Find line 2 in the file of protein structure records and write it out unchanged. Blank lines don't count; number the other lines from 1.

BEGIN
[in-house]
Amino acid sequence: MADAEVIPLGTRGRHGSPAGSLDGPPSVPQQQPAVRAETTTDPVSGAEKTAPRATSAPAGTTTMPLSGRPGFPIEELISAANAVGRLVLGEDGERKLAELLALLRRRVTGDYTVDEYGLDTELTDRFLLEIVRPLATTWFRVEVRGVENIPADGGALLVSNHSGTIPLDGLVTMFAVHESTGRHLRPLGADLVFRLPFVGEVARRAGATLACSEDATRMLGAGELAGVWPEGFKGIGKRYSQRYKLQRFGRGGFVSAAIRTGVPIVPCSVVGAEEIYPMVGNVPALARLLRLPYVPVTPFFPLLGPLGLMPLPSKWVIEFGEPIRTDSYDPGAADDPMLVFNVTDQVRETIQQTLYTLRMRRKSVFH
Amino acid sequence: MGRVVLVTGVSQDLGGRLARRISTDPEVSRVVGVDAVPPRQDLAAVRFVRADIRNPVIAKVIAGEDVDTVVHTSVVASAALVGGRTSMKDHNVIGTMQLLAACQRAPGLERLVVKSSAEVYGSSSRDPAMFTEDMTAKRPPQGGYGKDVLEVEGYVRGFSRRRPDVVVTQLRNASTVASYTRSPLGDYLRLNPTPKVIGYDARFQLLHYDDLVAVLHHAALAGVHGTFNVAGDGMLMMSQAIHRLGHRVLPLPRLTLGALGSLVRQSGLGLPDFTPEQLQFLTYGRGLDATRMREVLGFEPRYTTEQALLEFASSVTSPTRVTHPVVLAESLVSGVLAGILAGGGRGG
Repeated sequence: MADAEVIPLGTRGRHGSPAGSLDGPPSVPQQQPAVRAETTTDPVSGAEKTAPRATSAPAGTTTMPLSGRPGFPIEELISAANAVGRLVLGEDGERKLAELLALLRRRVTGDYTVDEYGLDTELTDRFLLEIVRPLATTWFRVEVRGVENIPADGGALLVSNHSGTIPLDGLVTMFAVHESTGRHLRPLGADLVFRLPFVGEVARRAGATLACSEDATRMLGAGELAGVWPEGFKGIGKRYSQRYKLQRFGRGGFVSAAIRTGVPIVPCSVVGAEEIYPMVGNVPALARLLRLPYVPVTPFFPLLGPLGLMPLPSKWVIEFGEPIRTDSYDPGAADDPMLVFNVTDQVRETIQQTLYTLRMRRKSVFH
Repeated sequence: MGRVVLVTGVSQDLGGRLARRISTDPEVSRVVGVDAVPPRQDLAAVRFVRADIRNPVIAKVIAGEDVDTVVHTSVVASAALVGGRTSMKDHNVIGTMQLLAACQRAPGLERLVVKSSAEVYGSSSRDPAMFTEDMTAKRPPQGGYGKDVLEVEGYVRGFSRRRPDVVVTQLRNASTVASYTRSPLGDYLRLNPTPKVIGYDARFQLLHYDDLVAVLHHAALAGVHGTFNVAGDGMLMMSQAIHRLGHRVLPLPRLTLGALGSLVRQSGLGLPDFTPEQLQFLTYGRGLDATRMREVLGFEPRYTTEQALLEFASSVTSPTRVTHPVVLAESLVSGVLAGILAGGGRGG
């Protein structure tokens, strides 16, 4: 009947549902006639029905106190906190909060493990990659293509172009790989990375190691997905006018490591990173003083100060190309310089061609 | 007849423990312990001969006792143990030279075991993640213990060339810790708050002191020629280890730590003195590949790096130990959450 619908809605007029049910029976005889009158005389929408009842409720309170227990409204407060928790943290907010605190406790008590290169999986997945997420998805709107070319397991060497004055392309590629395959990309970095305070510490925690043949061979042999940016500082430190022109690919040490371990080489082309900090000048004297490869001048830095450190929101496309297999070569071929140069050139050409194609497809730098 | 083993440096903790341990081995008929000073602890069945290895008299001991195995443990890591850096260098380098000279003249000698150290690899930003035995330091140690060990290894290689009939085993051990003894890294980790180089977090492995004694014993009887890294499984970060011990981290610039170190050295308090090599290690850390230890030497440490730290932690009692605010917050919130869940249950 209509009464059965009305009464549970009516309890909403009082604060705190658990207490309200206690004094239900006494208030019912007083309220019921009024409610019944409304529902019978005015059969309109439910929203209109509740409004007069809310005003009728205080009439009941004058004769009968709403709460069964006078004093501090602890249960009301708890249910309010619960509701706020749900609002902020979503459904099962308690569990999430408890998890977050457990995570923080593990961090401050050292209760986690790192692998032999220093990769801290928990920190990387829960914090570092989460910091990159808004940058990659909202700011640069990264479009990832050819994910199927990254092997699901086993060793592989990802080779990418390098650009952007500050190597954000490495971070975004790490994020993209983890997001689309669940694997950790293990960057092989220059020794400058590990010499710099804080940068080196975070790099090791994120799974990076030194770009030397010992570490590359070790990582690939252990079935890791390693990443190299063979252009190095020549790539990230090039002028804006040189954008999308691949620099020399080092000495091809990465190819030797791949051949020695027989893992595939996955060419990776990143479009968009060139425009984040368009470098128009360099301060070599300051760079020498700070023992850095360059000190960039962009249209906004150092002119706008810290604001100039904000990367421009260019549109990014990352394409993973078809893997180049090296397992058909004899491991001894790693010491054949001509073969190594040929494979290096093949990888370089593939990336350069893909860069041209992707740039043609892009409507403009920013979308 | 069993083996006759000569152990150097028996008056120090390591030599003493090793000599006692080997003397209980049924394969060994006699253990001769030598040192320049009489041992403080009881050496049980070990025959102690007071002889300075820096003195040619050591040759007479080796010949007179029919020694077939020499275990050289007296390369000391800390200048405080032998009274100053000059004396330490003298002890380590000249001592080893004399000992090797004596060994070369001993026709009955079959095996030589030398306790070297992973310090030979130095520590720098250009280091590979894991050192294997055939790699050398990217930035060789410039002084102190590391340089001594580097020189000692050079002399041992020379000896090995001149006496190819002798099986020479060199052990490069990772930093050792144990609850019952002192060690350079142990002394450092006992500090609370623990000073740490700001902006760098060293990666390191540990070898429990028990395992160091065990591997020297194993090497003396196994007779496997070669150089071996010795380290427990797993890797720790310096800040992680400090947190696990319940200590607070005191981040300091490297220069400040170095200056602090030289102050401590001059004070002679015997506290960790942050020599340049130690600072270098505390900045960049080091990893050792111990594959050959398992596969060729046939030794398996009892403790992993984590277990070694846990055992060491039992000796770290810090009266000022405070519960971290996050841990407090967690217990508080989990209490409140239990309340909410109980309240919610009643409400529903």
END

Amino acid sequence: MADAEVIPLGTRGRHGSPAGSLDGPPSVPQQQPAVRAETTTDPVSGAEKTAPRATSAPAGTTTMPLSGRPGFPIEELISAANAVGRLVLGEDGERKLAELLALLRRRVTGDYTVDEYGLDTELTDRFLLEIVRPLATTWFRVEVRGVENIPADGGALLVSNHSGTIPLDGLVTMFAVHESTGRHLRPLGADLVFRLPFVGEVARRAGATLACSEDATRMLGAGELAGVWPEGFKGIGKRYSQRYKLQRFGRGGFVSAAIRTGVPIVPCSVVGAEEIYPMVGNVPALARLLRLPYVPVTPFFPLLGPLGLMPLPSKWVIEFGEPIRTDSYDPGAADDPMLVFNVTDQVRETIQQTLYTLRMRRKSVFH